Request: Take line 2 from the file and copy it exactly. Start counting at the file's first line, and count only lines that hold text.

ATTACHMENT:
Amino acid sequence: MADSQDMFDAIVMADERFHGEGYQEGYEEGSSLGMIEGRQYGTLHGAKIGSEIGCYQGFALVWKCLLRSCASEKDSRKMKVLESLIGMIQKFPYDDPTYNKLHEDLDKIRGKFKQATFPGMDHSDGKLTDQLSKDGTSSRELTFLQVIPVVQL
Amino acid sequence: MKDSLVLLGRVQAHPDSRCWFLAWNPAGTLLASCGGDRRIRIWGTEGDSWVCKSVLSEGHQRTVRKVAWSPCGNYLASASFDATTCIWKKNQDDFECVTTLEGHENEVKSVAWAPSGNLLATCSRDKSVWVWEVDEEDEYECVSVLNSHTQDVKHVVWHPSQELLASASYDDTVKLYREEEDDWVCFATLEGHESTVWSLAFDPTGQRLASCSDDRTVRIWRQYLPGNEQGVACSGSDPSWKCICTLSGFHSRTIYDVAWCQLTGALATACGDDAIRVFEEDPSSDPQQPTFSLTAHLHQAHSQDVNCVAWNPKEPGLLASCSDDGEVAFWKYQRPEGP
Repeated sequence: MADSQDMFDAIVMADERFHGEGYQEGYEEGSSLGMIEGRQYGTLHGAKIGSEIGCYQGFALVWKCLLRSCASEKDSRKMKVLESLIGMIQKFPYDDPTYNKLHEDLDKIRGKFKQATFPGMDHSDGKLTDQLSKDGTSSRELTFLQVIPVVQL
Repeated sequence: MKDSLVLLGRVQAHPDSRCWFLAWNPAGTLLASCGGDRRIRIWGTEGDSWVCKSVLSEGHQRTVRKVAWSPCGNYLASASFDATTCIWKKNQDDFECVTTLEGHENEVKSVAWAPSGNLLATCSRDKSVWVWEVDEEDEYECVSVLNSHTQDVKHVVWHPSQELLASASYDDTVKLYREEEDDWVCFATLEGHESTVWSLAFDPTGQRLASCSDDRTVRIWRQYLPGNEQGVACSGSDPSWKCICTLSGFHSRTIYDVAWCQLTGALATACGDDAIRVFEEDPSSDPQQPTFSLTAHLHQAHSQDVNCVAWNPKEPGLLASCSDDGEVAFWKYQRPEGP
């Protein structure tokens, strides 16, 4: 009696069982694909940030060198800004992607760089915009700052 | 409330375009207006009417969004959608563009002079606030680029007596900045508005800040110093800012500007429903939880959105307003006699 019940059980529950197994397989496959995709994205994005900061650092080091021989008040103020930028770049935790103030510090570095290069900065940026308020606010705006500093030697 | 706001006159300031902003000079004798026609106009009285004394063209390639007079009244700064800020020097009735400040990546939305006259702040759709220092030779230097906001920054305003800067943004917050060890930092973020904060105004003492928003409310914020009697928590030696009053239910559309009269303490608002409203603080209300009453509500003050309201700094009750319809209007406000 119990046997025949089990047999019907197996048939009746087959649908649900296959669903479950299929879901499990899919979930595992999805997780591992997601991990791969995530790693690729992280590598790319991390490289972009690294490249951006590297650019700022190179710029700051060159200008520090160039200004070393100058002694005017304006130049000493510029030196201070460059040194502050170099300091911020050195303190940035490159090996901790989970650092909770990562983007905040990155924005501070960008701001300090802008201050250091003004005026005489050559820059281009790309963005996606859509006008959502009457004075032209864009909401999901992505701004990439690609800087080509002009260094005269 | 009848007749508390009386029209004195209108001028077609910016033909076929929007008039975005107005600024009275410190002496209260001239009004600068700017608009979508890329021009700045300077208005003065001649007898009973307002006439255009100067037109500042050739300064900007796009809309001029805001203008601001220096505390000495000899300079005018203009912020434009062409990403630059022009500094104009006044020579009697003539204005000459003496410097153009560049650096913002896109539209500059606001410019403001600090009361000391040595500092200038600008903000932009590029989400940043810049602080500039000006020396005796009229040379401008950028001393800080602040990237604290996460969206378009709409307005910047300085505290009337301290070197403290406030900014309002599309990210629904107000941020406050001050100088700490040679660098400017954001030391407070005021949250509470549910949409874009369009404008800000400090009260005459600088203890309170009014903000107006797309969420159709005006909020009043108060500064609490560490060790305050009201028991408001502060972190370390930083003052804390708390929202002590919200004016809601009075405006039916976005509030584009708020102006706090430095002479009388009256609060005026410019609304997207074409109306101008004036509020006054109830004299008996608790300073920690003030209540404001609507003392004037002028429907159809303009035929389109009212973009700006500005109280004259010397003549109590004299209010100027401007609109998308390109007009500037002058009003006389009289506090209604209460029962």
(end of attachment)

Amino acid sequence: MKDSLVLLGRVQAHPDSRCWFLAWNPAGTLLASCGGDRRIRIWGTEGDSWVCKSVLSEGHQRTVRKVAWSPCGNYLASASFDATTCIWKKNQDDFECVTTLEGHENEVKSVAWAPSGNLLATCSRDKSVWVWEVDEEDEYECVSVLNSHTQDVKHVVWHPSQELLASASYDDTVKLYREEEDDWVCFATLEGHESTVWSLAFDPTGQRLASCSDDRTVRIWRQYLPGNEQGVACSGSDPSWKCICTLSGFHSRTIYDVAWCQLTGALATACGDDAIRVFEEDPSSDPQQPTFSLTAHLHQAHSQDVNCVAWNPKEPGLLASCSDDGEVAFWKYQRPEGP